For context, we spent a week on Roatan about 2003, lured by an incredible all-inclusive package from Anthony’s Key Resort, which was still recovering from Category 4 Hurricane Iris in 2001. We had never done an all-inclusive (and have yet to do one again). It was a great deal and good diving, but we regretted not venturing out to see more of the island. So this time, we rented a 2-bedroom house in Turtle Crossing via Airbnb, named Tangerine House, all in about $90 per night. Turtle Crossing is a small community on the south side of Roatan’s West End. We wanted a quiet spot, and it is indeed that. It had a full kitchen, 2 bedrooms, 1.5 baths. It was OK for 2 people; 4 people would be pretty crowded with the single shower and toilet upstairs. It had AC in each bedroom, but they were old window units, good for white noise, and they did cool but not that effective. An additional consideration, the agreement with the property owner is that you get an allowance for electricity and water, complete with meter readings on the check-in form. They then read the meters again when you check out, and you pay, out of your deposit, whatever you used over the allowance. This is a fine arrangement to give you the right incentive to turn off lights and not run AC all day (unless you want to pay for it). Our “overage” was $14, and we were two people who never turned the hot water heater on (shut it off at the breaker, cool showers were preferred in the heat anyway), and only ran the AC for 7-8 hours at night in only one bedroom. And it was annoying, frankly, to be thinking about that.

It was hot (of course!) and on days when the trades blew, the upper deck was pleasant. Other days, it was just hot and uncomfortable. It was also a 15-minute walk (in the heat) to West Bay, which is another 10-ish minute water taxi ride from West End, where Roatan Divers is located. We learned that the “$3 per person” water taxi only applies for a minimum of 3 people, so you either pay $9 (they will ask you for $10 but do the math for them and the smile and say OK, $9), or you wait for others to share the ride. That can be 5 minutes or 20 minutes. We used the taxis for a few days and finally broke down and rented a car. You can dive out of West Bay and that would make the logistics better. You can also stay at hotels in West Bay, they appear to run from $100-ish to $200-ish depending on what you want. In retrospect, we should have looked more closely at West End, or considered a hotel and dive operation in West Bay.

Biting bugs - everywhere but manageable, and without deet – we used Skin So Soft and Sawyers. Bring a Benadryl itch Stop pen, you won’t prevent all bites!

We had several good meals, Ginger’s right next to the dive shop, had great burgers, but avoid the wings. They also use paper cups and paper straws to reduce plastic use, an initiative started we think by the Roatan Marine Park, with CORAL’s help. Many of the local restaurants use these cups and straws, we wish California would do the same and ban plastic straws. You should also stop by the RMP office, right on the main road, you can pay your $10 contribution to the Park there and get a (plastic!) tag for your BC, much like ones in Bonaire, the Kittiwake, etc. They also have wrist bracelets if you prefer. We had a very good meal, and martinis, at Oasis. Our favorite was Sundowner Beach Bar. Great location, setting, vibe, and I had a tasty BLT there several times, and my wife was into the swiss cheese haumburger with carmelized onions. And Flor de Cana in the well. ARRR!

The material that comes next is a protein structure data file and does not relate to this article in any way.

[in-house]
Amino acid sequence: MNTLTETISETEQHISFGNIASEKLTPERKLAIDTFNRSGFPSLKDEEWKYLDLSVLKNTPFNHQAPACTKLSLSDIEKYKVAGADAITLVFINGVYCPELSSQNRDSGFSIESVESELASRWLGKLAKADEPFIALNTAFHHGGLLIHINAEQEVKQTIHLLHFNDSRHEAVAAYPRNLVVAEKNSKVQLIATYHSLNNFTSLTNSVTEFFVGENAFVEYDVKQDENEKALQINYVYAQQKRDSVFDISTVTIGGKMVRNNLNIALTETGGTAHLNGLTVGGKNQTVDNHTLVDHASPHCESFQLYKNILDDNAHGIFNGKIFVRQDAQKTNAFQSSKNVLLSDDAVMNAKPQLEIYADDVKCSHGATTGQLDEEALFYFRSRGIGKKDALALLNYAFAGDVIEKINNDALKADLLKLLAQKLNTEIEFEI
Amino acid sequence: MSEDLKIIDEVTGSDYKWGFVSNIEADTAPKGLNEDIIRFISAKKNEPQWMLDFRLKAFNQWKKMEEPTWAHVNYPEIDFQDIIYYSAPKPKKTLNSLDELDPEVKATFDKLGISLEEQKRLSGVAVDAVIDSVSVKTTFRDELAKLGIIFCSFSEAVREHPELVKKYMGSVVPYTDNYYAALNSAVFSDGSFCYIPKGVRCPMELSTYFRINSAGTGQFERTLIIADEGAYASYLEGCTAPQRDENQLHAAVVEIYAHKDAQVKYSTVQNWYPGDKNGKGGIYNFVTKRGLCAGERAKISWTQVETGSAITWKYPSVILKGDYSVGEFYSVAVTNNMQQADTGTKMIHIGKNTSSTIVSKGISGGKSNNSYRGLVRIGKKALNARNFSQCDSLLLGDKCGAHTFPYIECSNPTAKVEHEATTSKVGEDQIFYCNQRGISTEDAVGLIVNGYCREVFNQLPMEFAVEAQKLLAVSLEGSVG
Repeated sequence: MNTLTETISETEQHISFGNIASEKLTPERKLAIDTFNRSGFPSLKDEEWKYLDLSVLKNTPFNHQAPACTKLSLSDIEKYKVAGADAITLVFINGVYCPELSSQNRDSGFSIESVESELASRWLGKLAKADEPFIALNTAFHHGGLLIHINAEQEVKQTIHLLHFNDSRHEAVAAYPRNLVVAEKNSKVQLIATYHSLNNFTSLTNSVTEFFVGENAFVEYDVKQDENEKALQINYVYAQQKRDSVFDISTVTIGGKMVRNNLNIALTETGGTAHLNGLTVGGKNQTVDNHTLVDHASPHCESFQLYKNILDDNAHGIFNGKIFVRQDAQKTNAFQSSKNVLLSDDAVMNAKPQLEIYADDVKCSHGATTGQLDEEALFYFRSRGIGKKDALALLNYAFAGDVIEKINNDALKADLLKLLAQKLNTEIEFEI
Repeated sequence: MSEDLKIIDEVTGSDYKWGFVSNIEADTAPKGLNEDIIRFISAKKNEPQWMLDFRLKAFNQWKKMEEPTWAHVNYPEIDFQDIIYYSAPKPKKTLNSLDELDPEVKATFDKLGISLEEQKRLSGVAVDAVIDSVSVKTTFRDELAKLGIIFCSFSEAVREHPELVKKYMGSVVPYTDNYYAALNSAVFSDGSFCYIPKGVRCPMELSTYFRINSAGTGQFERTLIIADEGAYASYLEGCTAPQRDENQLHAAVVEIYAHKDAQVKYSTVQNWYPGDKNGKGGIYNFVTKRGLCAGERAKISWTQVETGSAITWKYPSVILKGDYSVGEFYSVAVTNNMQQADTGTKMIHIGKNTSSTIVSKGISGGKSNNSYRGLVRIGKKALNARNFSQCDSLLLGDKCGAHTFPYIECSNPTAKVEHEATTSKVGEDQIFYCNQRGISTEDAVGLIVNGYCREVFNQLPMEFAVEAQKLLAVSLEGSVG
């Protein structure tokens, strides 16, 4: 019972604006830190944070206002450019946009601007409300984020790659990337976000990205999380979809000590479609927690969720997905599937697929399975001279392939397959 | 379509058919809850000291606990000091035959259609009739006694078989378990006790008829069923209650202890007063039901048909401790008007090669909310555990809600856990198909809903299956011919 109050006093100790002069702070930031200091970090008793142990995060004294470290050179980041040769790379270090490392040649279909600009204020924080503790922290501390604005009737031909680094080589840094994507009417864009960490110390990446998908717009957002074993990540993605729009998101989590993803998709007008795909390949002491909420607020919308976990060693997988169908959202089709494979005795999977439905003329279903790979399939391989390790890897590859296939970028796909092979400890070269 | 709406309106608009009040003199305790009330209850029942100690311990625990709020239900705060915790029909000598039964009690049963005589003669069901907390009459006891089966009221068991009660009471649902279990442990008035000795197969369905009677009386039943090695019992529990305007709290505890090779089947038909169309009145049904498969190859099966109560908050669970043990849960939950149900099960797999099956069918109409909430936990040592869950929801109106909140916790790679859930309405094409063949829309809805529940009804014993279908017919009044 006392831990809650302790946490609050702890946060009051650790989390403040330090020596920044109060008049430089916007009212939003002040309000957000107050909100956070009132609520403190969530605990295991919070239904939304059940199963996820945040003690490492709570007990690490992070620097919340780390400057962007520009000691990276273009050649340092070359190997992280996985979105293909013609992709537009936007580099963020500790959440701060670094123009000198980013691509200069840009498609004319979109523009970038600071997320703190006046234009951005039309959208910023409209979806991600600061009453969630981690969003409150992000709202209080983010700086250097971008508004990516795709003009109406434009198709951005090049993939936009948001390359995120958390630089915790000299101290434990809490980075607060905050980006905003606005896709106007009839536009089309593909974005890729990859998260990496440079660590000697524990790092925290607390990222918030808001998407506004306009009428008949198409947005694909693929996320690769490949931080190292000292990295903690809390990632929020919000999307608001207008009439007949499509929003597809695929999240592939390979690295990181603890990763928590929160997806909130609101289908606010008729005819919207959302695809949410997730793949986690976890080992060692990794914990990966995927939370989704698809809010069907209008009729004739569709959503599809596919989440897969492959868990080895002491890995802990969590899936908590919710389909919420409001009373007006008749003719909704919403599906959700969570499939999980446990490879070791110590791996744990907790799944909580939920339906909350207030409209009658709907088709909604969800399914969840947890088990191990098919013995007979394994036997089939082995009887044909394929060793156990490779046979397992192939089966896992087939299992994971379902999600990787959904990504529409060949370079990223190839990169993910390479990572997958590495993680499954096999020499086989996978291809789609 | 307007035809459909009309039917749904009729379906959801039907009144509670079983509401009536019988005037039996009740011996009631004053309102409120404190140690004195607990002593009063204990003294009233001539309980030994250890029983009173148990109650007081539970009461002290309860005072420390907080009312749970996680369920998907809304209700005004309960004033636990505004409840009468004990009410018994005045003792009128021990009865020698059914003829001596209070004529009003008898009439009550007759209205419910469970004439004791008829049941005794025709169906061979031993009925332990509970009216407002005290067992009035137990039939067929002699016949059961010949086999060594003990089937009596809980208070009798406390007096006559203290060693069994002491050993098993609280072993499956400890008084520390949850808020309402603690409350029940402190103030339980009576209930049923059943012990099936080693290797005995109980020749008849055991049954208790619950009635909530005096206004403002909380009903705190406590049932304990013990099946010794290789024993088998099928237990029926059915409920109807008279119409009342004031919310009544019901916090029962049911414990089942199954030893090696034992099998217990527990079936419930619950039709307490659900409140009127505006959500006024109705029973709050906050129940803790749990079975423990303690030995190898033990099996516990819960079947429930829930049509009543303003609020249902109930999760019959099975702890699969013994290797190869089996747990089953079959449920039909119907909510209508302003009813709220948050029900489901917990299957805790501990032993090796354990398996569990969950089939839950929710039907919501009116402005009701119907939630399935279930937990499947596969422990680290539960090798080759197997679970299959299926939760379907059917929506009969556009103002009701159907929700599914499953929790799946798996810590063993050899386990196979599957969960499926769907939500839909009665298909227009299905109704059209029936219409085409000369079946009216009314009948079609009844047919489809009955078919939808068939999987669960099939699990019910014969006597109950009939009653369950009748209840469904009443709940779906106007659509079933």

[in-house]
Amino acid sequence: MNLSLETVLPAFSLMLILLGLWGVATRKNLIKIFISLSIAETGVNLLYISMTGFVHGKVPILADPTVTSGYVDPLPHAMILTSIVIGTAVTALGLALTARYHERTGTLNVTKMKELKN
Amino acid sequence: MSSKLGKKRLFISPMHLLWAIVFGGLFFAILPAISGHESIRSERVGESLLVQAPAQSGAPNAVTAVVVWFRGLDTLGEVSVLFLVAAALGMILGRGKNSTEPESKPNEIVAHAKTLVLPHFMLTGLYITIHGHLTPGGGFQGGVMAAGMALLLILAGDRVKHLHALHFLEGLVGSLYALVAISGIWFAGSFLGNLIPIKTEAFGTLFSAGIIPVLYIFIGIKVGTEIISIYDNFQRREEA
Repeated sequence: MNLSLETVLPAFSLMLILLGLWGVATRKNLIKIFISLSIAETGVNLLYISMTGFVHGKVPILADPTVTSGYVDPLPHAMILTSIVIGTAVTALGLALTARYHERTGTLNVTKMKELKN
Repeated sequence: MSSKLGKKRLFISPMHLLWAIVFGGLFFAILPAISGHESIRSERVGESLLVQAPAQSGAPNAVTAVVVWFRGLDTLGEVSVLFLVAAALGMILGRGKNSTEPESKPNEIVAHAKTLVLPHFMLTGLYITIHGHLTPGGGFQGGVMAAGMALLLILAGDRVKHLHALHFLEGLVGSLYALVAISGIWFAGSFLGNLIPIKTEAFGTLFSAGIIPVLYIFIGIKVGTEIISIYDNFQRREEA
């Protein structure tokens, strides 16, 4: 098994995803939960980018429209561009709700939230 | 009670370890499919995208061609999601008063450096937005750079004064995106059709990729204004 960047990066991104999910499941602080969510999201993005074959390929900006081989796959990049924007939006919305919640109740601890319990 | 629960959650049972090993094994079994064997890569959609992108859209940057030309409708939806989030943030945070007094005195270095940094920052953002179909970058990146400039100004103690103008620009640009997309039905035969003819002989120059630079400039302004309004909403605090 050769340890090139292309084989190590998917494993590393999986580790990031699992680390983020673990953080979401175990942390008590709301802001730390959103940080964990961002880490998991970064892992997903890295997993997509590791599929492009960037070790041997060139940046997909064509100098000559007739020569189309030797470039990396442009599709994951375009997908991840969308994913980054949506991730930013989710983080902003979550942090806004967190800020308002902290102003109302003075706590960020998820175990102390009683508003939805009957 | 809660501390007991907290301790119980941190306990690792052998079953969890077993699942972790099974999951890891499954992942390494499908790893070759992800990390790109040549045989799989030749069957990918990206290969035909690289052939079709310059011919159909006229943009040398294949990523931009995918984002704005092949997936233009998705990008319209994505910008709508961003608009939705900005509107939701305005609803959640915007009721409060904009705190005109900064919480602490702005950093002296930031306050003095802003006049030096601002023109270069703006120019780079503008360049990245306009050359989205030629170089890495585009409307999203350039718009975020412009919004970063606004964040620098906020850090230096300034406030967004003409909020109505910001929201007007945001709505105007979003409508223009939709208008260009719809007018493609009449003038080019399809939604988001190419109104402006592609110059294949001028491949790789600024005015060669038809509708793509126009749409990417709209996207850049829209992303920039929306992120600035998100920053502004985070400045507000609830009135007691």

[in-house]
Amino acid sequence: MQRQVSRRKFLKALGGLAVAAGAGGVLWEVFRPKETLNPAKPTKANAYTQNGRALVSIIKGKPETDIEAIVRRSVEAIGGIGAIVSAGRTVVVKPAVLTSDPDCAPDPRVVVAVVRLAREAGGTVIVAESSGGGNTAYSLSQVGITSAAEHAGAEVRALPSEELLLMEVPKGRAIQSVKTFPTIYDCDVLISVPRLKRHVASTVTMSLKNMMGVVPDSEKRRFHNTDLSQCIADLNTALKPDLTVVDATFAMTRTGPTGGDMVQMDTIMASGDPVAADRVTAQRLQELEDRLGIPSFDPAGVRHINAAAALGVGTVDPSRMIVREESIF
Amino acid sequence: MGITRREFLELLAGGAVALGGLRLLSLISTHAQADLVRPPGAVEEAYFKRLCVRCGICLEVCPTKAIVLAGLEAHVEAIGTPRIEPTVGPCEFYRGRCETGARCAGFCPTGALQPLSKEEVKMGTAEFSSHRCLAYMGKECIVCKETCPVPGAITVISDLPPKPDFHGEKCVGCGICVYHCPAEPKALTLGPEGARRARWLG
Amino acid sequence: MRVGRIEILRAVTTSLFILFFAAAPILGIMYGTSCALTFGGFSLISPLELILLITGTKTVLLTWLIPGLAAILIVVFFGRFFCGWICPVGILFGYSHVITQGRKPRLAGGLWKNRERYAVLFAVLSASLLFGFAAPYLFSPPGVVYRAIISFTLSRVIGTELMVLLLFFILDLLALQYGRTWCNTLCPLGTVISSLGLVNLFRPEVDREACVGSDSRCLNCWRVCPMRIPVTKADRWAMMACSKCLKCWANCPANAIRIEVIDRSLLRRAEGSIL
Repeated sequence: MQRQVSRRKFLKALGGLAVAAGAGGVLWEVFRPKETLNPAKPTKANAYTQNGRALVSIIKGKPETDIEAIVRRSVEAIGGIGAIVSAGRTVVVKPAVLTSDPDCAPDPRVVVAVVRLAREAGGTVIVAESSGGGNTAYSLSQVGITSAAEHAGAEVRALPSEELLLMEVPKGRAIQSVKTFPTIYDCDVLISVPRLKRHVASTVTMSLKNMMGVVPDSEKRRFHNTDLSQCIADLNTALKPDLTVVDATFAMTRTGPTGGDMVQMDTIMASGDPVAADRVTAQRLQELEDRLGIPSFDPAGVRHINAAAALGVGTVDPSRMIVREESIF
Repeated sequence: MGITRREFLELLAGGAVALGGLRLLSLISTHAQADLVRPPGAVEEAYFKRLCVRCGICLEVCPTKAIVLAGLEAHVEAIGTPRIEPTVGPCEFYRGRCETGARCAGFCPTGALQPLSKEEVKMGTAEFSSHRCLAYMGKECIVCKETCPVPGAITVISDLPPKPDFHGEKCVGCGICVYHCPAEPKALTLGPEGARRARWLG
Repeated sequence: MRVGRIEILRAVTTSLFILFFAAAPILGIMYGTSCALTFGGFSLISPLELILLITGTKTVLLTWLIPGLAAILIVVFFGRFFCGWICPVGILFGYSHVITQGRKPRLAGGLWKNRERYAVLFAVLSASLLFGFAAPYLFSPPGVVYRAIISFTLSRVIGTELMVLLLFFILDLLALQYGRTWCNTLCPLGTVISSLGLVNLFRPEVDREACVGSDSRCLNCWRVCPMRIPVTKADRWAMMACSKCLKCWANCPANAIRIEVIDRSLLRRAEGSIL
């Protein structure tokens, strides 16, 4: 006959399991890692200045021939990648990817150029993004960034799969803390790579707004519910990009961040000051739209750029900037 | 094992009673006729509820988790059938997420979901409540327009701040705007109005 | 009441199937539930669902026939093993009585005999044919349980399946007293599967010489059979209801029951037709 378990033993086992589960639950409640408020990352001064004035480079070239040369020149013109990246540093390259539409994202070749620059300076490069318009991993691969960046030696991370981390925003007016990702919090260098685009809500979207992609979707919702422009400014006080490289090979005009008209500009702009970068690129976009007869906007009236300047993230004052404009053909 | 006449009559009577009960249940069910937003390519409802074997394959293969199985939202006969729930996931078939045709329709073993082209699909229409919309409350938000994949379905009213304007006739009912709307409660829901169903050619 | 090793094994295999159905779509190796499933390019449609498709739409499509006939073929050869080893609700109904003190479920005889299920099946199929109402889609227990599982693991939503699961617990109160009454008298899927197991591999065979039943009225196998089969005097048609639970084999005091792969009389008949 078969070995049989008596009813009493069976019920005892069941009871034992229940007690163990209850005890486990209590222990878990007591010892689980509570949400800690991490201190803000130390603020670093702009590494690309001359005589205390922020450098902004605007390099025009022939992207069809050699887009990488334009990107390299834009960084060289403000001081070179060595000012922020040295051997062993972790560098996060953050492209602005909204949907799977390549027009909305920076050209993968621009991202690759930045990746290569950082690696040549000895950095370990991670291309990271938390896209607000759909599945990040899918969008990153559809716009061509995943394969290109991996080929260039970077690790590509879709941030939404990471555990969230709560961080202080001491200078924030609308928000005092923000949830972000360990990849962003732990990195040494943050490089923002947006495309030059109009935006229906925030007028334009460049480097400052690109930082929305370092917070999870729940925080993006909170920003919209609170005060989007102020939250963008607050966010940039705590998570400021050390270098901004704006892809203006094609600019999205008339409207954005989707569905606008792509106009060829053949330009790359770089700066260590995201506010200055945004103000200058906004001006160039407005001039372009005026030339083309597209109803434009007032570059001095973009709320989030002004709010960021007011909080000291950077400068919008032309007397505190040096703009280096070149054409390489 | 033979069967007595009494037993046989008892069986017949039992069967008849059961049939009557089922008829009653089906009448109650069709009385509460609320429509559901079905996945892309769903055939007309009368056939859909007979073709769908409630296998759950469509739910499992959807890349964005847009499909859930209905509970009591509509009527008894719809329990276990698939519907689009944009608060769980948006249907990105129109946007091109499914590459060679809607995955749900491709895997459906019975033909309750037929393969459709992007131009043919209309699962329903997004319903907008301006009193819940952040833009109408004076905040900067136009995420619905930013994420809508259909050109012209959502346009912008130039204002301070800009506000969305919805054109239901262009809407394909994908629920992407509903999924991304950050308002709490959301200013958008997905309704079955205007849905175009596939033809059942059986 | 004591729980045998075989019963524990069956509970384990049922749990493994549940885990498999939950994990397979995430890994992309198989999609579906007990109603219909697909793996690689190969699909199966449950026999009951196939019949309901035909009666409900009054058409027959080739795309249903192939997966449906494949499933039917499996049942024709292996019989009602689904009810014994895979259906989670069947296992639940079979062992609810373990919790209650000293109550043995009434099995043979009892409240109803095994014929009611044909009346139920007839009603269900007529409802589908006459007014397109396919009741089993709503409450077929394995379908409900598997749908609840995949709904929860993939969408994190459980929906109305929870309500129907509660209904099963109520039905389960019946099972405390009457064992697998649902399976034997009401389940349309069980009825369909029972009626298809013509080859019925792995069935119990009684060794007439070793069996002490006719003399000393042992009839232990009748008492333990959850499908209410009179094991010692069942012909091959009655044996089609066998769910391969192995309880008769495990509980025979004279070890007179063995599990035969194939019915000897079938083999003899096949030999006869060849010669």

Finally, there is a clinic on Roatan called Clinica Esperanza ([clinicaesperanza.org link]), started by a gringa from Ohio. They provide free or very inexpensive medical care to the island's residents. We took a suitcase full of supplies to them, Costco-sized bottles of aspirin, vitamins, etc. They have a list on their website of supplies they are seeking, and you can email if the date on the list looks old. Might take a few days for a response, but it is a great way to show that Americans are good people in today's world where so many are wondering about us.
Websites Roatan Divers   

Reporter and Travel

Dive Experience 251-500 dives
Where else diving GBR, Saba, Montserrat, Dominica, Barbados, Cuba, USVI, Belize, Honduras, Mexico, Panama, Ecuador, HI, WA, CA, RI
Closest Airport Getting There

Dive Conditions

Weather sunny Seas calm
Water Temp 84-86°F / 29-30°C Wetsuit Thickness
Water Visibility 40-70 Ft/ 12-21 M

Dive Policy

Dive own profile yes
Enforced diving restrictions Mostly just stick with DM, but depth up to you as long as manage the Nitrox limits.
Liveaboard? no Nitrox Available? yes

What I Saw

Sharks 1 or 2 Mantas None
Dolphins None Whale Sharks None
Turtles > 2 Whales None
Corals 1 stars Tropical Fish 4 stars
Small Critters 4 stars Large Fish 3 stars
Large Pelagics 3 stars

Underwater Photography 1 (worst) - 5 (best):

Subject Matter N/A Boat Facilities N/A
Overall rating for UWP's N/A Shore Facilities N/A
UW Photo Comments [None]
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Note: The information here was reported by the author above, but has NOT been reviewed nor edited by Undercurrent prior to posting on our website. Please report any major problems by writing to us and referencing the report number above.